Greg Schroeder – Age 34
I’m from California.
I serve in Mongolia in the Community Youth and Development (CYD). While all sectors inevitably do some English instruction, CYD’s focus is to ready the youth to be independent adults and to work with the local service providers (parents, teachers, administrators, etc) to create sustainable programs that will build the skills necessary to prepare the younger generation to be responsible members of society. Typical CYD programs in Mongolia include presenting Life Skills trainings (e.g. emotions, communication, planning, empathy, etc) with the school social workers, encouraging disability awareness, environmental awareness, and peer-mentoring programs, and introducing the teachers to methods of Positive Youth Development for their approaches to education. In general, the school social worker is a CYD volunteer’s primary counterpart (CP), but we’re free to make a CP out of anyone, whether they be in or out of the school environment. Our country’s program also has Health and TEFL volunteers.
PC Mongolia volunteers live in a variety of housing, which is determined somewhat by personal preference and availability at site. I live in a ger, which is the traditional Mongolian nomadic housing. It’s very similar to what Americans know as a yurt. It’s a 16′ diameter circular structure and lined with felt. The ger is located within a hashaa (Mongolian for fenceline/property) which I share with a family that lives in a house next to my ger. Some volunteers have smaller gers. I have electricity, which is usually functioning (thanks to my proximity to the capital city), but I have to collect my water from the well down the street. Other ger-dwelling volunteers collect from rivers, especially in the winter when the wells freeze over and close. I have a stove that I use for burning coal and wood, which, during the 7-8 months that we average below-freezing temperatures (deep winter gets to around -40 degees C), is quite necessary. I saw and chop my firewood from the scrap lumber that is delivered to my property. Other volunteers live in gers, wooden houses, dormitory rooms (at schools), or apartments. With the exception of the apartment-dwellers, we all use pit toilets for bathroom needs. In terms of bathing, we’re issued a tumpun, which is a small plastic tub that we use for bathing, washing dishes, washing laundry, and all sorts of other tasks. Baby wipes are very popular for daily maintenance.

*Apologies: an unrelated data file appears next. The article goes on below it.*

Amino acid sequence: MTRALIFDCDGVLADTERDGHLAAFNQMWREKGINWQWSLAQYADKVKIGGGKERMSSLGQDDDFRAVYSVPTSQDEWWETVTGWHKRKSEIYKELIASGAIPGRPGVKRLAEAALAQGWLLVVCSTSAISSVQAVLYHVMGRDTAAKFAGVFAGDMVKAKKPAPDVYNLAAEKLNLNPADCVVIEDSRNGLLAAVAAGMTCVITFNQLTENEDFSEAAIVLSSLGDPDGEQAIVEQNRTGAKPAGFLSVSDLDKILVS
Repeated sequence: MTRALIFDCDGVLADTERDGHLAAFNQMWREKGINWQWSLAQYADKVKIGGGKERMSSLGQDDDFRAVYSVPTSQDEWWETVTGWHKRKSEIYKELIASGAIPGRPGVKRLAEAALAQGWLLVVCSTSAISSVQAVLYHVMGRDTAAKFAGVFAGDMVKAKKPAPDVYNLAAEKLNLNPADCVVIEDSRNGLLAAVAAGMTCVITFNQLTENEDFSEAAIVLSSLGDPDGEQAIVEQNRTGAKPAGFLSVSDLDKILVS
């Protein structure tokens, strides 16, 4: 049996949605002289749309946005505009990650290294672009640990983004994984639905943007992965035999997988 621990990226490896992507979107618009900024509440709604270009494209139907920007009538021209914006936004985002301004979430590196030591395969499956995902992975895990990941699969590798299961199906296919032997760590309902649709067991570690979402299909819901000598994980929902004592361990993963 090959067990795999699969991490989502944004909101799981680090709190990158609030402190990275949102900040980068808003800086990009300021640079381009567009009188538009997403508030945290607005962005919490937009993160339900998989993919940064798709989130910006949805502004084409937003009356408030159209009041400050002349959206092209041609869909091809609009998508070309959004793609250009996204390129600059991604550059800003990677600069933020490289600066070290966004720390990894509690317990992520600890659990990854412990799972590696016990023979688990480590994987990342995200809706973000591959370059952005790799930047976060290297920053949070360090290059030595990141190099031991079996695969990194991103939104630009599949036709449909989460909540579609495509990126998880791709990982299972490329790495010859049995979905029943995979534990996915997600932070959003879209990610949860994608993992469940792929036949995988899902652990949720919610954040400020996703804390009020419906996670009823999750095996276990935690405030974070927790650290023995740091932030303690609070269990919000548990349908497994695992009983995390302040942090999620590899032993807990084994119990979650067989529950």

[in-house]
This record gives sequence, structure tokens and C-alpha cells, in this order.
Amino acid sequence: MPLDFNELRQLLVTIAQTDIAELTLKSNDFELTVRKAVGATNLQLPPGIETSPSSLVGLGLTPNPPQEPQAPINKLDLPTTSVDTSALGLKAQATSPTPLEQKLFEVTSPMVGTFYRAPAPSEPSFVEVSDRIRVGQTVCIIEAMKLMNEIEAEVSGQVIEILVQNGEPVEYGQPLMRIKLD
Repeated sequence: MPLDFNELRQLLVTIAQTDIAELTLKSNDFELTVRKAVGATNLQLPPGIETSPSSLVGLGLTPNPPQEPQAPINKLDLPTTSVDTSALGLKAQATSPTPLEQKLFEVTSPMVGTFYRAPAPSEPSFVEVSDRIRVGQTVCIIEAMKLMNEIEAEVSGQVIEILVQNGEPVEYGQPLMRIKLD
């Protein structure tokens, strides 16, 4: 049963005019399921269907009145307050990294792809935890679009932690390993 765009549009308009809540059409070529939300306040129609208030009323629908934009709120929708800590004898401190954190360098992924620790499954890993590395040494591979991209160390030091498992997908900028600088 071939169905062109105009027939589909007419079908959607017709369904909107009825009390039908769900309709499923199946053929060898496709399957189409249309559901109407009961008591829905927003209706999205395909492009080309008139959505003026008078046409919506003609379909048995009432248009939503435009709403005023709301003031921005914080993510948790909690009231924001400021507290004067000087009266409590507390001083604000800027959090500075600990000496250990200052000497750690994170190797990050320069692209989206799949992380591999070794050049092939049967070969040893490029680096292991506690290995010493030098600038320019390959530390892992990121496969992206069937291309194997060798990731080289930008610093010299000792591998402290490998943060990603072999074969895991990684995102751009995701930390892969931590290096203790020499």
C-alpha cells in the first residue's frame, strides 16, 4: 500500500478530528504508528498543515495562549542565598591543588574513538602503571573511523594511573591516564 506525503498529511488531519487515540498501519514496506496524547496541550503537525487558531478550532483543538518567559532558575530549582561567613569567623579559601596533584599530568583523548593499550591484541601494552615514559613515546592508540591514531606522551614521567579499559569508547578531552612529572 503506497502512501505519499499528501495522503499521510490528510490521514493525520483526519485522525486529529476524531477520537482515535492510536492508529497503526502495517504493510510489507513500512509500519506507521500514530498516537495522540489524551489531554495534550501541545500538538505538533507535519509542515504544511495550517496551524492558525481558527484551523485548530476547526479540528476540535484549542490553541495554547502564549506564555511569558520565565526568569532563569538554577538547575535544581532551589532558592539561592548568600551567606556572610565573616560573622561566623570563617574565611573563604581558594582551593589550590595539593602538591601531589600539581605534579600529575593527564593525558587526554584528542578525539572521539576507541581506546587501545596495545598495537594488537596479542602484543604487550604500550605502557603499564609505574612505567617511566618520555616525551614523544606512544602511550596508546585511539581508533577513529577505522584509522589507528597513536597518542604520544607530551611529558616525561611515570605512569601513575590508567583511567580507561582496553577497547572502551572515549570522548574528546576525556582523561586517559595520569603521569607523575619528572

What are some of the most rewarding parts of your service? What have been some of your greatest challenges? Has PC service met/surpassed/trample don your expectations of what service would be like?
Prior to joining Peace Corps, I had a job that allowed me to travel. Though I enjoyed the position, I wanted something that would allow my travels to continue, but also enable me to be a bit more productive to the world. Working with youth after they’ve aged out of the foster system is something that I’m thinking about doing post-PC, so working with the CYD sector here is giving me more experience in the field. Ten months in, I’d say that those reasons still apply and are what keep me going.
Yes, I feel like the program is worthwhile. The challenge is to find HCAs that will follow through on their interest and aren’t sounding attractive just to acquire a volunteer as a trophy or free teacher. For the teachers and students that are interested in working with us, it’s a great program. I continue to meet people in the capital that tell me how a PCV taught them English as a child and improved their lives.
If you had to give a piece of advice to someone thinking about applying to PC or getting ready for staging, what would you say?
Any plans for post-Peace Corps?
Still open to multiple ideas. I could do a third year here (Peace Corps Response), apply for another country, go back to the circus, or work with foster youth. Too many ideas and too far off at this point.
Do you want to represent your country through an interview? I’m still looking for people to talk to! Get in touch with me here.